The Bank of England is to present “a risk simulation exercise” through a study that examines the resilience of liquidity in European corporate bonds where funds come under stress.
It is understood the Financial Policy Committee at the Bank has been looking at the funds industry and what impacts events such as fund withdrawals, fire sales of assets and other issues related to the fund structures could cause systemically.
The BoE confirmed it is publishing a paper next Wednesday that will detail the operation with the title “Simulating stress across the financial system: resilience of corporate bond markets and the role of investment funds”.
The BoE declined to comment further.
Fund Strategy understands the simulation exercise will not be an equivalent of a stress test the Bank regularly conducts on individual banks on a firm-by-firm basis.
In January, The Financial Stability Board published a consultation setting a number of recommendations to G20 countries on how and whether asset management could pose a financial systemic risk, as it increases its scrutiny from banks to money managers.
The FSB said the asset management market has grown from $53.6tn in 2005 to $76.7tn in 2015. It outlined funds have been increasingly involved in activities usually done by banks, such as bond trading.
The paper remarked on the risks from leverage, fund liquidity mismatch, and operational risks that could cascade back from funds to the domestic and international financial system.
“Enormous systemic implications”
The FSB and Bank renewed focus on asset managers follows last year’s the commercial property fund saga post-Brexit vote, which saw a number of funds suspending trading and impeding people to withdraw their cash.
This has prompted the FCA to launch a review of the structure of open-ended funds.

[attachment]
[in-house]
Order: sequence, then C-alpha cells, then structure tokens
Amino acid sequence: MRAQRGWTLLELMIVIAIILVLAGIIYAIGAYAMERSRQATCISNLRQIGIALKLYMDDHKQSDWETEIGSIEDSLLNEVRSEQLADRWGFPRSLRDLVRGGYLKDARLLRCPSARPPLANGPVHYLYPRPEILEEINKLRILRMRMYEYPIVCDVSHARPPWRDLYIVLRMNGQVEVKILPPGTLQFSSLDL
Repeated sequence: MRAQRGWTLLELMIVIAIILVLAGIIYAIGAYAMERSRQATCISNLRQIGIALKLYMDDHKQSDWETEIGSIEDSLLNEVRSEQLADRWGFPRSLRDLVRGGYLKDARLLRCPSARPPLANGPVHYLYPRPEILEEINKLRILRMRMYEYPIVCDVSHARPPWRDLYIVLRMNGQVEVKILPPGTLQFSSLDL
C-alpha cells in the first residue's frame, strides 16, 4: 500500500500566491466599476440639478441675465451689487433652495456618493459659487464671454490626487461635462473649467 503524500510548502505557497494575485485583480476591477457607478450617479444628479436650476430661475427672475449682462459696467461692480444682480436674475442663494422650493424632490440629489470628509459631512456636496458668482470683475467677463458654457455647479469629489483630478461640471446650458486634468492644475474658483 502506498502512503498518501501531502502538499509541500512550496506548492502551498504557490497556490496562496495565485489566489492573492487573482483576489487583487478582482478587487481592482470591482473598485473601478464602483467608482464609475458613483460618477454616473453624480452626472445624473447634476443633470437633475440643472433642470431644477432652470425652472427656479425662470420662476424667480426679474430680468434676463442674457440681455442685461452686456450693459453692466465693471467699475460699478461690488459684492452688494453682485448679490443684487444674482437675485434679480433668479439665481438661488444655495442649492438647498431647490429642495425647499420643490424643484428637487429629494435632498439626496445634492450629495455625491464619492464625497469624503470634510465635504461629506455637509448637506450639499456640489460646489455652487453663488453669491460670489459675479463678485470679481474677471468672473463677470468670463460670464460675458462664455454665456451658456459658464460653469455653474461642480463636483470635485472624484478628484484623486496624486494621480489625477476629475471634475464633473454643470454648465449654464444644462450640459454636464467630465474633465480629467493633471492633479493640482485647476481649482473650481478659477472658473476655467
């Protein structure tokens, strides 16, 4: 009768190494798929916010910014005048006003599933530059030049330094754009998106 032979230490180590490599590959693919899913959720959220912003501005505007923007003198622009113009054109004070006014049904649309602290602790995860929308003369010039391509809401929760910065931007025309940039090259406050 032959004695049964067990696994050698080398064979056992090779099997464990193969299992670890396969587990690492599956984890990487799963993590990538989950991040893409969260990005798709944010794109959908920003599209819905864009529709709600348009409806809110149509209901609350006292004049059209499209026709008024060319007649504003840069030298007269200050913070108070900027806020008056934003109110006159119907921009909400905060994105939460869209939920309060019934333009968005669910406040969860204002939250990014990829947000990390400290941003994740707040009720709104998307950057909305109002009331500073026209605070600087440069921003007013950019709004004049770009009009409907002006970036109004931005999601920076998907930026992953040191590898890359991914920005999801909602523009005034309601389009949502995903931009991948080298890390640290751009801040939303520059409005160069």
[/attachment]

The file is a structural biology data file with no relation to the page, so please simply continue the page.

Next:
In 2015, US-based Fidelity Investments said: “The FSB attempts to support its proposal by imagining a series of hypothetical circumstances in which an investment fund or asset manager could somehow create heavy losses for counterparties or experience disorderly asset liquidation.
“By continuing to pursue a designation approach the FSB is wasting scant regulatory resources that could be utilised to identify and address genuine systemic risks.”
FiNexus co-managing director Chris Sier says the FCA final report on the asset management industry has already created “a big reputational blow” to the sector.
He says: “The FCA report has been fundamental at reminding what asset management actually does. It’s the largest market in Europe with £7trn assets.
“The asset management industry has enormous systemic implications. Market shocks cause massive fall in prices so you get a spiraling fall in prices. The possible reasons for the BoE to look into this are Brexit, of course, and any possible market crashes.
“But it is also about consumers. If you have a massive withdrawal of money from funds, you have a problem and that is what the Government have already done and that is pensions freedom.”